The old bridge had washed out, so we followed a detour, and got to cross on the brand new bridge.  The creek wasn't too wide here, but it was deep and moving fast.

At this point, it was with mixed emotions that we considered that we were getting close to the 1/2 way point.

Although we were a few weeks late for the best of the wild flowers,

there were still plenty to enjoy.

This was one of the more interesting stream crossings of the trip - deep, fast, and so cold that it hurt.

Looking down into Eden Park.  We thought about spending the night here, but decided to grunt up the hill to Cairn Basin.

We claimed a campsite in the Cairn Basin campground, set things up, and enjoyed the sunset while eating dinner.

We finally got to wear our mosquito clothes.  Here, Sue models her fashionable net headgear

After breakfast we walked up to a small creek and topped up all the water jugs, then went back down and finished packing up.

It's surprising how good a rock can feel when you're tired...

We got to Ramona Falls while there was still some sun left.

It starts out narrow at the top,

 then cascades down the black, moss-covered basalt rocks,

finally ending up in a pool 120' below the top,

then under the log bridge, into the Sandy River, the Colombia River, and out to the Pacific Ocean.

We hung around and enjoyed the falls, and finally headed off to the campground about 1/4 mile past the falls,

where we set up camp, then headed back down to the falls,

where we had dinner, and stayed till it got dark.

The next morning we were both sad and happy that it was our last day on the trail.  We crossed the Sandy River, then started up the 3000' climb to Paradise Park

It was a relief when the trail started to level off,

and we approached Paradise Park.

We indulged in some gratuitous picture taking.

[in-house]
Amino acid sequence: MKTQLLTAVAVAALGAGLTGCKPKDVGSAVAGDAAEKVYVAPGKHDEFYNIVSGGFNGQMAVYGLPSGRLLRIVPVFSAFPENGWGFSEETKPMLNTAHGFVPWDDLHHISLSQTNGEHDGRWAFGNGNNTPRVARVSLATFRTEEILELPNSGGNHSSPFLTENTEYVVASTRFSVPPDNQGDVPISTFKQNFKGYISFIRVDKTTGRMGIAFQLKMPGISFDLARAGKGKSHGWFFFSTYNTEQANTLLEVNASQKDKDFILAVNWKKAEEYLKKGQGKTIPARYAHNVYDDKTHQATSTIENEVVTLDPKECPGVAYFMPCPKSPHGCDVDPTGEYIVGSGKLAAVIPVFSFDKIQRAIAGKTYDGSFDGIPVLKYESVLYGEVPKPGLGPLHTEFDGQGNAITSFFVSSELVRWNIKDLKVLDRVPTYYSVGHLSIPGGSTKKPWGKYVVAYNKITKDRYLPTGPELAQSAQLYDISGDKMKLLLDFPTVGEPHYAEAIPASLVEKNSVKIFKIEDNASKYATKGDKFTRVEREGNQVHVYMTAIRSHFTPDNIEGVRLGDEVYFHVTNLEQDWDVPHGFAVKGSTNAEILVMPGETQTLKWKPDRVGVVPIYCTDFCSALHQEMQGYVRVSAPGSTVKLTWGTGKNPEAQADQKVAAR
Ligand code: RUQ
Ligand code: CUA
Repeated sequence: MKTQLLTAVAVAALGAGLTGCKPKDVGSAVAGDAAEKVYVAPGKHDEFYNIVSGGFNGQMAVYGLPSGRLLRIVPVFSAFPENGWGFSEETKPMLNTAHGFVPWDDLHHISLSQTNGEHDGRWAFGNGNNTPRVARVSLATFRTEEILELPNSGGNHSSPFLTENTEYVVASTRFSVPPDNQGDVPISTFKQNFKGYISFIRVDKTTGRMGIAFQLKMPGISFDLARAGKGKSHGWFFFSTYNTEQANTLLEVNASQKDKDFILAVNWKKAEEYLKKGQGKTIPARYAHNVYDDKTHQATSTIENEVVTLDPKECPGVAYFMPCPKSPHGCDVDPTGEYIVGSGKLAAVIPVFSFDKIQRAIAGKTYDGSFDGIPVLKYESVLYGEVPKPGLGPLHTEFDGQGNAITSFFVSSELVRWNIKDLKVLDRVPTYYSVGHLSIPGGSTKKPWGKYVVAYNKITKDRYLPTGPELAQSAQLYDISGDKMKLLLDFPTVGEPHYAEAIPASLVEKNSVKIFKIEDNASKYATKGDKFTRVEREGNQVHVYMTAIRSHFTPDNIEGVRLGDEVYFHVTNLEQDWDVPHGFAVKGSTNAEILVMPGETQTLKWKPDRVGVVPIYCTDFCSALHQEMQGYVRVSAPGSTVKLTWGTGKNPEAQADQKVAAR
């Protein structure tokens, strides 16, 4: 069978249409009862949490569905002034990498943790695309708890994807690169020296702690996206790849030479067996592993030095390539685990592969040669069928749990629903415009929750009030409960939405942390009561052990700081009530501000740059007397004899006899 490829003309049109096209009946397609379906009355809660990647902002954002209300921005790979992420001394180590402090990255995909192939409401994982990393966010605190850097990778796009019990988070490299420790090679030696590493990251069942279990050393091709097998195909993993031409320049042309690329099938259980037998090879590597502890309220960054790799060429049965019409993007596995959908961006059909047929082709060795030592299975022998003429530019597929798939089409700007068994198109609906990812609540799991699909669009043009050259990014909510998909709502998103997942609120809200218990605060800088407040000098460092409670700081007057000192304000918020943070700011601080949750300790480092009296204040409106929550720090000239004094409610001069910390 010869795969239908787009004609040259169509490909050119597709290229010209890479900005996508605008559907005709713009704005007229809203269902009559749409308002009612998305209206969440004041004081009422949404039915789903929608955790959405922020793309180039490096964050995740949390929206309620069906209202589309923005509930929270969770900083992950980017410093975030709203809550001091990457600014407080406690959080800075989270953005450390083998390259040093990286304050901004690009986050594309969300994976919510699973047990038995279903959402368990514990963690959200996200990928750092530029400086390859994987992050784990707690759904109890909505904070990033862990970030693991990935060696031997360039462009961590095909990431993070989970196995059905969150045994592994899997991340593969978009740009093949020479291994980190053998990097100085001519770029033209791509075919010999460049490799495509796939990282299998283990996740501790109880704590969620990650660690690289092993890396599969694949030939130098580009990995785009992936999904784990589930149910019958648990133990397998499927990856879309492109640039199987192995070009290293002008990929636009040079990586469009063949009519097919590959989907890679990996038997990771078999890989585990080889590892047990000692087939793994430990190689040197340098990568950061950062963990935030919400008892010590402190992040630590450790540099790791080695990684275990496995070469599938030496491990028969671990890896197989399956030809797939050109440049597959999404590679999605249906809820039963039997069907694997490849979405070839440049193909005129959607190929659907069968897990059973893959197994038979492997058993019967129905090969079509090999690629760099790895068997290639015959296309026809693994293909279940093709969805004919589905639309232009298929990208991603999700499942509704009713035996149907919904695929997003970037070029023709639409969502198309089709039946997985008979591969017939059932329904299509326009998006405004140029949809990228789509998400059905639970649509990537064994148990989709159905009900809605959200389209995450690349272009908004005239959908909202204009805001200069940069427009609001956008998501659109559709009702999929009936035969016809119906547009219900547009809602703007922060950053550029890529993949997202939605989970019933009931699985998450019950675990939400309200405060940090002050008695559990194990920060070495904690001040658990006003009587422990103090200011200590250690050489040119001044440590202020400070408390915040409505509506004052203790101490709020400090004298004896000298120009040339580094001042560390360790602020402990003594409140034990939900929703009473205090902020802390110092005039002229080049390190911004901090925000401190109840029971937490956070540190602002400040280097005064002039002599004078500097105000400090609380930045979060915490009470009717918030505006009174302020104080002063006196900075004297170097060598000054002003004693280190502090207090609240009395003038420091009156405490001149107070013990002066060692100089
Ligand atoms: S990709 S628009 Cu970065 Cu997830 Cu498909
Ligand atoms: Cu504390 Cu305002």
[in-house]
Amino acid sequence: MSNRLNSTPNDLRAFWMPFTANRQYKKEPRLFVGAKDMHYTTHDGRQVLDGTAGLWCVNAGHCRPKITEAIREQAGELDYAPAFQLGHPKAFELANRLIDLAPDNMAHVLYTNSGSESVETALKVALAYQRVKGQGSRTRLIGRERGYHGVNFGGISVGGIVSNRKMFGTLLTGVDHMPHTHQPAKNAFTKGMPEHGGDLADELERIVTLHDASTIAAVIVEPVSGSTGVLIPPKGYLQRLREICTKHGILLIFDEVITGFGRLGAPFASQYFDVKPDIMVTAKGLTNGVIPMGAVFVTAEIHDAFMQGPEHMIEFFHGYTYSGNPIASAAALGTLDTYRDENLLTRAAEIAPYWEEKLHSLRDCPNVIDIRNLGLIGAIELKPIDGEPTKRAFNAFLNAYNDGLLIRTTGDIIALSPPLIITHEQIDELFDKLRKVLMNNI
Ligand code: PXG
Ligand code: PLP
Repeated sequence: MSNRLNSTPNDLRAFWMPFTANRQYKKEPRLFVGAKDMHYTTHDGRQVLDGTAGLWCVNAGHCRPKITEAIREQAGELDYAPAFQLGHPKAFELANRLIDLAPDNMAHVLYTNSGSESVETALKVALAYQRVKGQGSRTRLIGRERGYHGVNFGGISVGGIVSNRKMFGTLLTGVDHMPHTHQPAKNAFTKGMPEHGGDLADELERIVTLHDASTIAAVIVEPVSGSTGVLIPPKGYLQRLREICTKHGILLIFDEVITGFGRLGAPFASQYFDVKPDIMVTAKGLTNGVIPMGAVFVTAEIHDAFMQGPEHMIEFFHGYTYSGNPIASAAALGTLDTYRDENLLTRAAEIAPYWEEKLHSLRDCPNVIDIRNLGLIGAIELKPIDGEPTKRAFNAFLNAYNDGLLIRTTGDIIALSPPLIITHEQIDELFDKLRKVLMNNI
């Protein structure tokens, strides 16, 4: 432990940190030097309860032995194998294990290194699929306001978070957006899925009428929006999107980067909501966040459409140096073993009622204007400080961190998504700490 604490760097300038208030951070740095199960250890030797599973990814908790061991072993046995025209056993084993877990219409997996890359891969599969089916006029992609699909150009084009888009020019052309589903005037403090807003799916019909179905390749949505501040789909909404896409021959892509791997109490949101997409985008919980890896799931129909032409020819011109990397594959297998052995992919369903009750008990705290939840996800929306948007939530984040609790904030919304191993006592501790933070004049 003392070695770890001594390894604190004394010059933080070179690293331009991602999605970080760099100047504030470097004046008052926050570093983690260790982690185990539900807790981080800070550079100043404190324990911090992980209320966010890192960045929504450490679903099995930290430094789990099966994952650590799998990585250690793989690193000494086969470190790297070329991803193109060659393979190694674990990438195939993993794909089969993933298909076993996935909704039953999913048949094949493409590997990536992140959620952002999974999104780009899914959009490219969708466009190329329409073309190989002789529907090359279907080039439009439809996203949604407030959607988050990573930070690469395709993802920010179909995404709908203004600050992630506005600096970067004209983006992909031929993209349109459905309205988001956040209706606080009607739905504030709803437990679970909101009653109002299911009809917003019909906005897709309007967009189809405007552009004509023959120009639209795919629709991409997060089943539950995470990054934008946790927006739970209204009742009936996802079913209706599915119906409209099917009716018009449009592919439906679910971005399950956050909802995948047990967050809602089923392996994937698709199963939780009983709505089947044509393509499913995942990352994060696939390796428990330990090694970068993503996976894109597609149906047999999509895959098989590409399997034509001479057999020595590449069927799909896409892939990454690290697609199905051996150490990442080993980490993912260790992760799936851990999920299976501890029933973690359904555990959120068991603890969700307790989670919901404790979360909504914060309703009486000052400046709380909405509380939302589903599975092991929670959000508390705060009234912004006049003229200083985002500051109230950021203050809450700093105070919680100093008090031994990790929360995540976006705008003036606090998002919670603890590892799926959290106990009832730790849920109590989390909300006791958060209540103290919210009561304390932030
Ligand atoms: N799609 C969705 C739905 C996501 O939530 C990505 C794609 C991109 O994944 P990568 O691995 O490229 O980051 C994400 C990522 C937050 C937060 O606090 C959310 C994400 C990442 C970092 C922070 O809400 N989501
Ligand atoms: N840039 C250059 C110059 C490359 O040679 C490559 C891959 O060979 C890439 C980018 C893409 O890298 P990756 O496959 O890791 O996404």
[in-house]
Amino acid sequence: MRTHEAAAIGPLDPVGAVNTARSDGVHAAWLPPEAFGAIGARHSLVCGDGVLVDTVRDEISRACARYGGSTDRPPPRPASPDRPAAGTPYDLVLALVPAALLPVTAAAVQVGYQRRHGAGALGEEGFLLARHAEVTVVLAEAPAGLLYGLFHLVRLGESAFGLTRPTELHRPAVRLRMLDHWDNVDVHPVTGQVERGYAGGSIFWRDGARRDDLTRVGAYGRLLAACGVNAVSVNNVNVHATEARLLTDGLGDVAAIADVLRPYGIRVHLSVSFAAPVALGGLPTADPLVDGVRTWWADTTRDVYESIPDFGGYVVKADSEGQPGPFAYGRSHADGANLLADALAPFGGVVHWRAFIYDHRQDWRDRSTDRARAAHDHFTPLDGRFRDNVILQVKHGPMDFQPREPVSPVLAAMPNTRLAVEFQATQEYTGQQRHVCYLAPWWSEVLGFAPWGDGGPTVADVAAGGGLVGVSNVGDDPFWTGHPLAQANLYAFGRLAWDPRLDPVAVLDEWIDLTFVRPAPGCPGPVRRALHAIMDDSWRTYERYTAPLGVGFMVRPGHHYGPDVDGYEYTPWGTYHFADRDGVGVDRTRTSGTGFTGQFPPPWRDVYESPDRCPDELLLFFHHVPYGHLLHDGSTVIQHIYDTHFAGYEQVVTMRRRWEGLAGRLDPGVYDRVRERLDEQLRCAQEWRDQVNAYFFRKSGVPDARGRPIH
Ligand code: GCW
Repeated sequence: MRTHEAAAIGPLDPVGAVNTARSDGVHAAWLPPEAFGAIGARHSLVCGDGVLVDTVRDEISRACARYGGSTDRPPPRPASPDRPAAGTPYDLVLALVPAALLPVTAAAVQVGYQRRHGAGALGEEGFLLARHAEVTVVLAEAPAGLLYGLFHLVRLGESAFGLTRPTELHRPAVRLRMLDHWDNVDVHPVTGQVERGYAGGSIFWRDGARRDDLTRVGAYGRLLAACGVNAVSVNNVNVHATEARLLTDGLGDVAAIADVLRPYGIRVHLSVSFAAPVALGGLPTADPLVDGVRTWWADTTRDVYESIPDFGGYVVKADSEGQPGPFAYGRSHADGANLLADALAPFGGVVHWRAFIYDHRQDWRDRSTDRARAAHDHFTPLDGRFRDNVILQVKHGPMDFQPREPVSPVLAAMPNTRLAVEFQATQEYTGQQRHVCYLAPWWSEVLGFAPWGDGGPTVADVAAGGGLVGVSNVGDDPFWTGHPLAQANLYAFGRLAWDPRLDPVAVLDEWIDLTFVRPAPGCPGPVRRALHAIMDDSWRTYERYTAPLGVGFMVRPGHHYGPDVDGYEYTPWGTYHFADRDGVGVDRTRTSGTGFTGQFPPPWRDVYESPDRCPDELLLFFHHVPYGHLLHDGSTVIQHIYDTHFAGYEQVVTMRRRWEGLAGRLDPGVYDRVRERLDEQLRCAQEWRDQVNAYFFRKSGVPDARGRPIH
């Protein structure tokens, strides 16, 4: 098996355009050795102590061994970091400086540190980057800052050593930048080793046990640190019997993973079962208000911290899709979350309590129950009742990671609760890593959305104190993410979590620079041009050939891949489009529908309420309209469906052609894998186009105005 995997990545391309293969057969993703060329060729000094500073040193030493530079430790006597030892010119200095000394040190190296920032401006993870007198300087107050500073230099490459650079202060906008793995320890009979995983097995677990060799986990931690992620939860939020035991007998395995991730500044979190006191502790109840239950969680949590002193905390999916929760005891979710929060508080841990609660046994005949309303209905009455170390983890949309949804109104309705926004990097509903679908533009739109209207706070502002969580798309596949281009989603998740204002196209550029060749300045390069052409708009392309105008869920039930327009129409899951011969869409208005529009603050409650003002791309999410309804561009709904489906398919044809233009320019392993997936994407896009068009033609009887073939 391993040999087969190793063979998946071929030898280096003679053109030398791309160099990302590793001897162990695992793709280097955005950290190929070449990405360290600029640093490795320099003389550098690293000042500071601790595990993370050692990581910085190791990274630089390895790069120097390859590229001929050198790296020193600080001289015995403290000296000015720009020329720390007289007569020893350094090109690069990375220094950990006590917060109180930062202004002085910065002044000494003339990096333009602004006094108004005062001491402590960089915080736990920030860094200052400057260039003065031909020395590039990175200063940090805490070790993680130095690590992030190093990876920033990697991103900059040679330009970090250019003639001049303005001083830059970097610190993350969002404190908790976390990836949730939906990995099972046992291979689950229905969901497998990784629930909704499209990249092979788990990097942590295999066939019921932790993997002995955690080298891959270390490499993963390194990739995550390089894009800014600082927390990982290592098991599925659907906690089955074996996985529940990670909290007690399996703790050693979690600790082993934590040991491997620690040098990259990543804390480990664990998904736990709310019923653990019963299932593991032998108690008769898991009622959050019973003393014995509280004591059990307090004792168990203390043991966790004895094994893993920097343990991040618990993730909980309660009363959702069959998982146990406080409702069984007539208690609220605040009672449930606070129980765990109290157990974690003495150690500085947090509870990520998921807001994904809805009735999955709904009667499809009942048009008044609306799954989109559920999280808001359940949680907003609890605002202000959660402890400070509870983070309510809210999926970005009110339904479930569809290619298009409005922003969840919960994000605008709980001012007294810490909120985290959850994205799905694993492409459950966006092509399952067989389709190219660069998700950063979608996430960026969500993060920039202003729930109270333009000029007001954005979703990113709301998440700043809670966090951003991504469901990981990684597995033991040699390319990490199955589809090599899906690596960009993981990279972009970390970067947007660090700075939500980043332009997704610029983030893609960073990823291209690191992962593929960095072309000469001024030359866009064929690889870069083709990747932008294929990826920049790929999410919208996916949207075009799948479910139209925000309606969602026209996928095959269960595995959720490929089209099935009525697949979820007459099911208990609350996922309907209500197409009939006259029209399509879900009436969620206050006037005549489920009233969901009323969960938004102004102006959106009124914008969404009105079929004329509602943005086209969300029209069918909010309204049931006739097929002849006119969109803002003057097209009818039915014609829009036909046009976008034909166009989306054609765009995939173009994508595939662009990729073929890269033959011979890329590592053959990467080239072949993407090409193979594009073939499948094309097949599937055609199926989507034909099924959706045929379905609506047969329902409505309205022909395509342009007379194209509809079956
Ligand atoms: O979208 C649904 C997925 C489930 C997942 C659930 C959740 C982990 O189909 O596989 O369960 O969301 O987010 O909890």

Here, our guide points toward the Giant Broken Boulder.

Looking toward the north, through the haze from the wildfires.

We knew we were in Paradise Park when we got to the Giant Broken Boulder.

The lazy one amongst us decided to lay down and take a nap in the shade under the tree,

while the ambitious one amongst us decided that The Mountain beckoned, and headed, refreshingly packless, up the hillside,

and up,

and up, and up,

till finally the top edge of the Sandy drainage stopped all progress.

Heading back down to the Giant Broken Boulder, peeking over the ridge to the south - it looked more like the Great Smokey Mountains than the Oregon Cascades.

We wandered around the meadow for a while,

till finally the thought of a shower and a real bed got more and more of our attention,

and we decided that it was time to start winding up the trip.

We got back on the trail,

made yet another stop for water,

communed with this hairy flower, 

and pressed on toward Big Zig Zag Canyon.

Going downhill we made pretty good time,

but slowed down once in a while for a few last close-up views.

Part way up the Big Zig Zag drainage.  This really felt like a major climb - it goes up 1000' in 1 mile and we were tired.  Whew... 

Not a good place to go snowshoeing avalanche-wise.

Let it not be forgotten that personal hygiene is always an important part of any hike.  Here we are making a mid-afternoon check.  The results were not good.  Not good at all.

Looking to the south, we saw some heat-caused cumulous clouds that had formed above the fire as the hot air rose and then cooled.

A couple of last views of The Mountain,

till we do it again next year...  We hope...

After enjoying the sunset on the trail, we ended up back at Timberline Lodge in the dark.  We decided to spend the night in Government Camp, after we weasled the innkeeper at the Mount Hood Inn down a few dollars.  Dinner was take-out from the Ratskeller Bar and Grill, and it was some of the best pizza we've ever had.  Needless to say, the showers at the motel were as much appreciated as they were needed.  We each took a couple.

The next afternoon, we met up with Frank and Helen at the Doubletree Jantzen Beach just north of Portland,

 where we sat around by the pool,

and had an early dinner, before we headed home, and they headed off on a Columbia River cruise the next morning .